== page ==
Cerebrospinal fluid (CSF) is virtually the only one accessible source of proteins derived from the central nervous system (CNS) of living humans and possibly reflects the pathophysiology of a variety of neuropsychiatric diseases. However, little is known regarding the genetic basis of variation in protein levels of human CSF. We examined CSF levels of 1,126 proteins in 133 subjects and performed a genome-wide association analysis of 514,227 single nucleotide polymorphisms (SNPs) to detect protein quantitative trait loci (pQTLs). To be conservative, Spearman's correlation was used to identify an association between genotypes of SNPs and protein levels. A total of 421 cis and 25 trans SNP-protein pairs were significantly correlated at a false discovery rate (FDR) of less than 0.01 (nominal P genome-wide association studies. The present findings suggest that genetic variations play an important role in the regulation of protein expression in the CNS. The obtained database may serve as a valuable resource to understand the genetic bases for CNS protein expression pattern in humans. © The Author 2016. Published by Oxford University Press. All rights reserved. For Permissions, please email: journals.permissions@oup.com.

  20. Comparative proteomic analysis of human amniotic fluid supernatants with Down syndrome using mass spectrometry.

    Science.gov (United States)

    Park, Jisook; Cha, Dong-Hyun; Jung, Jin Woo; Kim, Young Hwan; Lee, Sook Hwan; Kim, Youngjun; Kim, Kwang Pyo

    2010-06-01

    Down syndrome (DS) is an abnormality of the 21st chromosome that commonly occurs in children born to advanced age women. Amniotic fluid (AF) is usually collected from such women for prenatal diagnosis. This study analyzed human AF supernatants (AFS) by mass spectrometric (MS) approach to search for candidate biomarkers of DS pregnancy. AFS were collected from advanced age pregnant women at 16-18th weeks of gestation by amniocentesis for cytogenetic analysis. AFS from pregnancies carrying DS (n=4) or chromosomally normal (n=6) fetuses, as revealed by cytogenetic analysis, were then subjected to global protein profiling by liquid chromatography-electrospray ionization-tandem mass spectrometry (LC-ESI-MS/MS). Affinity chromatography was applied prior to LC-ESI-MS/MS to minimize the masking effect of highly abundant albumin and immunoglobulin and thereby, increased the diversity of identified proteins. Hereby, at least 30 AFS proteins were newly identified and 44 AFS proteins were found to be differentially expressed between DS and normal cases. Six of these proteins were unique to DS cases while 11 proteins were unique to chromosomally normal cases. In addition, 19 AFS proteins were down-regulated and 8 were up-regulated in DS cases with varying fold changes. A western blot analysis confirmed the LC-ESI-MS/MS data that combined detection of Apolipoprotein A-II (apo A-II) and alpha-fetoprotein (AFP) could be a potential tool for diagnosing DS cases.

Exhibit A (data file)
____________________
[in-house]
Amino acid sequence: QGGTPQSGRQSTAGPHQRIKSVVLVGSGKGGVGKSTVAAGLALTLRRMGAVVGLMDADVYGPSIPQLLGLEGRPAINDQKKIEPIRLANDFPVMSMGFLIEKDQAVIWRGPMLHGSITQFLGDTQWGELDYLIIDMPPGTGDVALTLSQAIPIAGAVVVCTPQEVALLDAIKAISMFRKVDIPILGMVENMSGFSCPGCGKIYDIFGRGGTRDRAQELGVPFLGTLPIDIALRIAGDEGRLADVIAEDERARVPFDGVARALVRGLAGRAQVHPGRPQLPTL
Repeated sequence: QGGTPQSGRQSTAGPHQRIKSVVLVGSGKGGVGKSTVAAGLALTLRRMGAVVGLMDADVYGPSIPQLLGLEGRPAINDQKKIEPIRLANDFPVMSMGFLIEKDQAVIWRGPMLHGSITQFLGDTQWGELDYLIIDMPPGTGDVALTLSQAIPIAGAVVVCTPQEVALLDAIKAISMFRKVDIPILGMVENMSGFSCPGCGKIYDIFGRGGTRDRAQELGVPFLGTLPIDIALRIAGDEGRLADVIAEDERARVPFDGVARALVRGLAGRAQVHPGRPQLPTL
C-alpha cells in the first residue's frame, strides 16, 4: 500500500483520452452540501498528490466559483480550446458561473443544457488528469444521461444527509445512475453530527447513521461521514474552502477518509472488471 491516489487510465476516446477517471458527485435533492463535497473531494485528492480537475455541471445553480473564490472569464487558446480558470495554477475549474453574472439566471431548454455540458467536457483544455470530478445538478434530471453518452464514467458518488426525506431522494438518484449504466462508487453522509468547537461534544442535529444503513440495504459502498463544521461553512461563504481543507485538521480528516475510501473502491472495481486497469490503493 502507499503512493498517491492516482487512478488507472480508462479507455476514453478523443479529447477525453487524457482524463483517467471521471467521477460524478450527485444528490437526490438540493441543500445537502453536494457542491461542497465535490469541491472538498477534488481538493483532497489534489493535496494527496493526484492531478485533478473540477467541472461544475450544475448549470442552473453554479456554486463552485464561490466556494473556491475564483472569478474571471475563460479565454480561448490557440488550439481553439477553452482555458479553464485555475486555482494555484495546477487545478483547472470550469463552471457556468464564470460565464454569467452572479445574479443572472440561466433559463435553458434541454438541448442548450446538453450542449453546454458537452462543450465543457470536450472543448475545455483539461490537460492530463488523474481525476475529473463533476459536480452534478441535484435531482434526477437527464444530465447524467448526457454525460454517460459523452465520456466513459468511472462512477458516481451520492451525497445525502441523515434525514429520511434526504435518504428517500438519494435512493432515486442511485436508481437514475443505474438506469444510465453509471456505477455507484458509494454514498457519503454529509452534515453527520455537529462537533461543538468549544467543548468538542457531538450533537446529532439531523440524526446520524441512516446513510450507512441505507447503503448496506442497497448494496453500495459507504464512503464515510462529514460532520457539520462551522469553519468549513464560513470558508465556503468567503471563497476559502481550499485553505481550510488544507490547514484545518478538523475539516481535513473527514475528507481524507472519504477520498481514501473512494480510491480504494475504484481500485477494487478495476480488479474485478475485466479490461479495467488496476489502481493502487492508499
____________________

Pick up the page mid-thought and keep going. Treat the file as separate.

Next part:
1. Mindray BC-6800 body fluid mode, performance of nucleated cells, and differential count in ascitic and pleural fluids.

    Science.gov (United States)

    Buoro, S; Mecca, T; Azzarà, G; Seghezzi, M; Candiago, E; Gianatti, A; Crippa, A; La Gioia, A

    2016-02-01